Especially in the wake of recent climate disasters, the nation’s highways, bridges, and overpasses are in sorry shape. It follows that the renovation of the antiquated infrastructure must be a good thing, right?
Of course it is — for all but about 100,000 Americans. That is the estimated number of people experiencing homelessness who will be displaced and traumatized if every needed project in those categories actually gets done. Nationally, on average, it appears that each bridge or overpass provides a “roof” for between three and five individuals who make their homes beneath it.
In Austin, Texas, for instance, the renovation of the IH35 (Interstate Highway 35) corridor alone comprises more than 50 major projects. To accomplish this massive, multi-million dollar undertaking, an estimated 200 people will be forced to evacuate their humble dwellings, with nowhere to go. (If better accommodations were available, wouldn’t they already be there?)
These Americans are likely to be physically disabled, mentally unstable, and yes, even addicted. They may have zero money.
Richard R. Troxell of House the Homeless says:
I know that it takes 12-18 months to get disabled folks a disability check ($735 per month, which houses no one but can be coupled with subsidy dollars to house people when and if there is housing stock).
The folks we are talking about may not even have the all-important “papers” that are required before a person is even recognized as existing. The details are daunting, and as local Director of Legal Aid for the Homeless, Richard is very conscious of all the roadblocks, and especially of a sore point that very much affects the homeless advocacy community.
Our housing stock has been depleted with 15,000 Katrina survivors, the veteran’s push (which only housed the mentally stable vets) and another 5,000 Harvey survivors. Note that these people all line-butted in front of other homeless people who have been waiting for housing and wage relief for years.
Imagine the city as a gigantic air mattress. When a person sits on it, air is squashed out from under them, and moves to another part of the mattress, which bulges more. If another person sits on the other side, the air inside moves around again. But the mattress still contains the same amount of air.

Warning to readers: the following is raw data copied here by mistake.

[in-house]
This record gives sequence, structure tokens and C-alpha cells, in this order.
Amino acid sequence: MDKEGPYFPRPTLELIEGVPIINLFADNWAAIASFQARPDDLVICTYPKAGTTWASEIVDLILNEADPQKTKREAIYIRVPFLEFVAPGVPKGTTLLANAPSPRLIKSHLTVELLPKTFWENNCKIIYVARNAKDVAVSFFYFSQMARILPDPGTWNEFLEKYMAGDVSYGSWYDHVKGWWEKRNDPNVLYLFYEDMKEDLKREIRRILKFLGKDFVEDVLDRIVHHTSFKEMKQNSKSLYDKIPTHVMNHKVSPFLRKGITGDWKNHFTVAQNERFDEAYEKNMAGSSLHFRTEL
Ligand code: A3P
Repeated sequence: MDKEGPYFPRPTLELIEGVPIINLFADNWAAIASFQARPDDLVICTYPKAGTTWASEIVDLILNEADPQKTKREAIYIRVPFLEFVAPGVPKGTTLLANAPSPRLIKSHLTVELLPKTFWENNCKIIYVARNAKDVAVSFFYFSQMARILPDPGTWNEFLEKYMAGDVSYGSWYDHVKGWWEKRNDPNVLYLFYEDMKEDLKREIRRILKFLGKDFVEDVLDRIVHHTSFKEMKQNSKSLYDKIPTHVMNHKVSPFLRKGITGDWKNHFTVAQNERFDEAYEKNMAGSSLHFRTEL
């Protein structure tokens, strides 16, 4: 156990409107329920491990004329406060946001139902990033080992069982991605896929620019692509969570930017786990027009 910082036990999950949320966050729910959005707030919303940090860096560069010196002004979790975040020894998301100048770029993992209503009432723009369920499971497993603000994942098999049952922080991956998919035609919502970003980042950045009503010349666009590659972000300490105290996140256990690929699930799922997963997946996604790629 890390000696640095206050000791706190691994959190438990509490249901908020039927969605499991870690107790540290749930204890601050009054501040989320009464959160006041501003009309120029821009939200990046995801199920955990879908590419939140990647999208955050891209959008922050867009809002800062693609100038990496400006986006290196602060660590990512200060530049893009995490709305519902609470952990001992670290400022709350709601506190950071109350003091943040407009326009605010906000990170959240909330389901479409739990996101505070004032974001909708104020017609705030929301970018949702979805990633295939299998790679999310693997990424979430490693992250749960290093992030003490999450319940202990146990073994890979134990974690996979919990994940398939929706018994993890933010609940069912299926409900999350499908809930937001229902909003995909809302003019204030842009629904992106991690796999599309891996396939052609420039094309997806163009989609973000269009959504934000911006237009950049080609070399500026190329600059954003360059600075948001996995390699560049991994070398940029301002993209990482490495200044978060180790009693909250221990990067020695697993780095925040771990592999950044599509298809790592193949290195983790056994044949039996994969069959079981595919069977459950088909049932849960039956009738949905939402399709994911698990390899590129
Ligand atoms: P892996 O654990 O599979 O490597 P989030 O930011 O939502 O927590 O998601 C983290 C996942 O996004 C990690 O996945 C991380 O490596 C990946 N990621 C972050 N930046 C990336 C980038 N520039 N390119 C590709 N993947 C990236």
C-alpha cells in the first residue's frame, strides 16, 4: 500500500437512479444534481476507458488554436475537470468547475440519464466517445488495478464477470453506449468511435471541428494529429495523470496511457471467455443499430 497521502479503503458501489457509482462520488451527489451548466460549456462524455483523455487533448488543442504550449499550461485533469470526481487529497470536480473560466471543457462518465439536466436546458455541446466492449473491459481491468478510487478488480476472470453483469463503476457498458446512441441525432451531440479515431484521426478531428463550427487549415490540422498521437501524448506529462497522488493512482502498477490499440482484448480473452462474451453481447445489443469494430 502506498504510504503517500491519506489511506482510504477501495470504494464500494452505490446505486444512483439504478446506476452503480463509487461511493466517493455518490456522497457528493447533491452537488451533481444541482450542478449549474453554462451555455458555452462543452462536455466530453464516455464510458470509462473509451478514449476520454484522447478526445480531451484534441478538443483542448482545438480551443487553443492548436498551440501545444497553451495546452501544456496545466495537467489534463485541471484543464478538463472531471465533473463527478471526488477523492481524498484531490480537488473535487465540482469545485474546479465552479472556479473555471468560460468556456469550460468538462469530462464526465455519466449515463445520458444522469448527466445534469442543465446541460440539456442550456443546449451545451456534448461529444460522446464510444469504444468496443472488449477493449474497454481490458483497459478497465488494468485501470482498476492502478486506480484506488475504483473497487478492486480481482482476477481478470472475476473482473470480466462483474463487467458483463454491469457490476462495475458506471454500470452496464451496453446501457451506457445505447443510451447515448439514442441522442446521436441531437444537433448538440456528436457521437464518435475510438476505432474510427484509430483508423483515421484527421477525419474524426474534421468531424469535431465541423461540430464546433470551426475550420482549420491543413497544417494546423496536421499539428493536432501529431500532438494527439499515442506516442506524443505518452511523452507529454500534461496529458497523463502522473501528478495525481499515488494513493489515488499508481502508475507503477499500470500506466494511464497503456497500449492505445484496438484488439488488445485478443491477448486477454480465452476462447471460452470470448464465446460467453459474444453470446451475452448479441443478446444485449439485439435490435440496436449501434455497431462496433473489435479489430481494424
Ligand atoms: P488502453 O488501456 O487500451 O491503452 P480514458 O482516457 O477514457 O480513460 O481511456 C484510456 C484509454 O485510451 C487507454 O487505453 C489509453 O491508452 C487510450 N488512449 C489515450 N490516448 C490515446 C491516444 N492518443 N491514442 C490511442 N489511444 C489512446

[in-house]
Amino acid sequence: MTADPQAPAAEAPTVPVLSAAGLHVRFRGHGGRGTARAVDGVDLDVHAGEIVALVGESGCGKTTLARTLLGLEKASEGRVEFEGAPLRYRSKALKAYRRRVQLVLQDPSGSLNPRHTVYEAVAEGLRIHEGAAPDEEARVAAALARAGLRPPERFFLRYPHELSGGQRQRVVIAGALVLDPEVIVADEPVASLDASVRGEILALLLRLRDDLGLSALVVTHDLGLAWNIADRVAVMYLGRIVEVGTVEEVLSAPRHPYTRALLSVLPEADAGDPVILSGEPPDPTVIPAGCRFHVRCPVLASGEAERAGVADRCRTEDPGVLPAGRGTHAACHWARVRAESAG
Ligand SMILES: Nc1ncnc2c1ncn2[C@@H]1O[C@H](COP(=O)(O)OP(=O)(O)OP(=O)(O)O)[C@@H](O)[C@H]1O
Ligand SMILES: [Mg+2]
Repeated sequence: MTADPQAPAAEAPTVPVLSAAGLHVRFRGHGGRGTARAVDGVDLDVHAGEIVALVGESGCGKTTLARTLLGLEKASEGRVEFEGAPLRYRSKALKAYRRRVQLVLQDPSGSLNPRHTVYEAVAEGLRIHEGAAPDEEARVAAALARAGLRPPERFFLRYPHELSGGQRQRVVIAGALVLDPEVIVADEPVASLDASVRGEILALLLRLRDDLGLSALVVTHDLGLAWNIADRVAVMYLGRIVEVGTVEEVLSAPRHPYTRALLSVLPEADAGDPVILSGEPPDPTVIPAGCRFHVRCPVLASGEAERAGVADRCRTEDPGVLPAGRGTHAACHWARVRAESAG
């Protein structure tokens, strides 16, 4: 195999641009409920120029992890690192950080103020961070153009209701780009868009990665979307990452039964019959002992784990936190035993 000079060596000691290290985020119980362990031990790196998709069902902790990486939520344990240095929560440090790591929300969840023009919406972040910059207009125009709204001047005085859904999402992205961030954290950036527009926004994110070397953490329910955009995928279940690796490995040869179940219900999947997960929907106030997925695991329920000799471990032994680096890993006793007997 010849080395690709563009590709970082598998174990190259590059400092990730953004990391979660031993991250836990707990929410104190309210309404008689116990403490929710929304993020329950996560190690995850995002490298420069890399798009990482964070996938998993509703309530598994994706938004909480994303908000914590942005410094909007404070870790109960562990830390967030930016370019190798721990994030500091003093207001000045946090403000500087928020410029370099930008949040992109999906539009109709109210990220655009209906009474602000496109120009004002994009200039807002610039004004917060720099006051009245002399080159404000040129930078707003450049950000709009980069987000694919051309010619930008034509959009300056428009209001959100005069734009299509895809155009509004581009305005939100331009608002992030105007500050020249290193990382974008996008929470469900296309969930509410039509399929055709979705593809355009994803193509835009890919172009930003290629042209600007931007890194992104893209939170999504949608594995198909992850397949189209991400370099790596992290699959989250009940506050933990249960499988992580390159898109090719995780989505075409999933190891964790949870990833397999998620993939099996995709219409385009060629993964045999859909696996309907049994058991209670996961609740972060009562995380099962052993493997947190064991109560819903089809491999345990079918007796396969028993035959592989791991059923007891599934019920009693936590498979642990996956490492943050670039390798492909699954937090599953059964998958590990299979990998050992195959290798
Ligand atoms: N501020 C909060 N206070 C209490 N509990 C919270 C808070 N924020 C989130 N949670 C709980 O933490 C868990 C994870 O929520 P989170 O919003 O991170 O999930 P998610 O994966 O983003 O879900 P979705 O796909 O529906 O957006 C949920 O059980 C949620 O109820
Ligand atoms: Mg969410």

What we are saying here is, when people experiencing homelessness are dislodged from their locations, they inevitably wind up somewhere else — perhaps the hospital. The average unhoused individual might have enough funds to pay for three to five minutes in a hospital, if that.
Or they might commit a crime for the deliberate purpose of being incarcerated. The bills will mount up, and this pointless, costly game of musical chairs is paid for by the population at large. It takes money from everyone’s pockets — more, in the long run, than actually housing the tiny percentage of Americans who are not in tip-top condition. The forgotten people need a way back into society that is not just another temporary fix.
Austin as exemplar
In this, as in so many ways, Austin is a leader. What happens there is predictive of how things will go in other places — the civilized and caring places, anyway. It will take extensive collaboration between local, state, and federal bureaucracies, but if Austin can figure it out, that will be a great benefit for people experiencing homelessness throughout America.
Richard is working with TxDOT (Texas Department of Transportation) to create a model project that will set the standard and be emulated by other American cities that embark on much-needed renovations. A financial commitment for “Displacement” needs to be figured into the equation.
He calls for the housing of people to be included in every highway budget under a specific line item, saying:
It should cover all temporary transitional housing costs while surrounding communities can create the needed housing.
In the best-case scenario, the U.S. Department of Housing and Urban Development would simply house the displaced people, rather than continue to shuffle them around from pillar to post, as the old expression goes. There were public meetings, attended by representatives of TxDOT who initially labored under the misapprehension that a bunch of folks could be housed with the snap of a finger or the wave of a baton.
Again, if this were so easily done, seems like it would have happened already. If there was another place for the unauthorized dwellers to be, either temporary or long-term, they would probably already be there, and the issue would not even arise now. So to ignore that significant fact is rather disingenuous, to say the least.
Still, TxDOT has been instrumental in bringing together key organizations and elected officials to figure this thing out. This blog will follow along to observe, cheerlead, and encourage the people of Austin to aspire to make this a model project.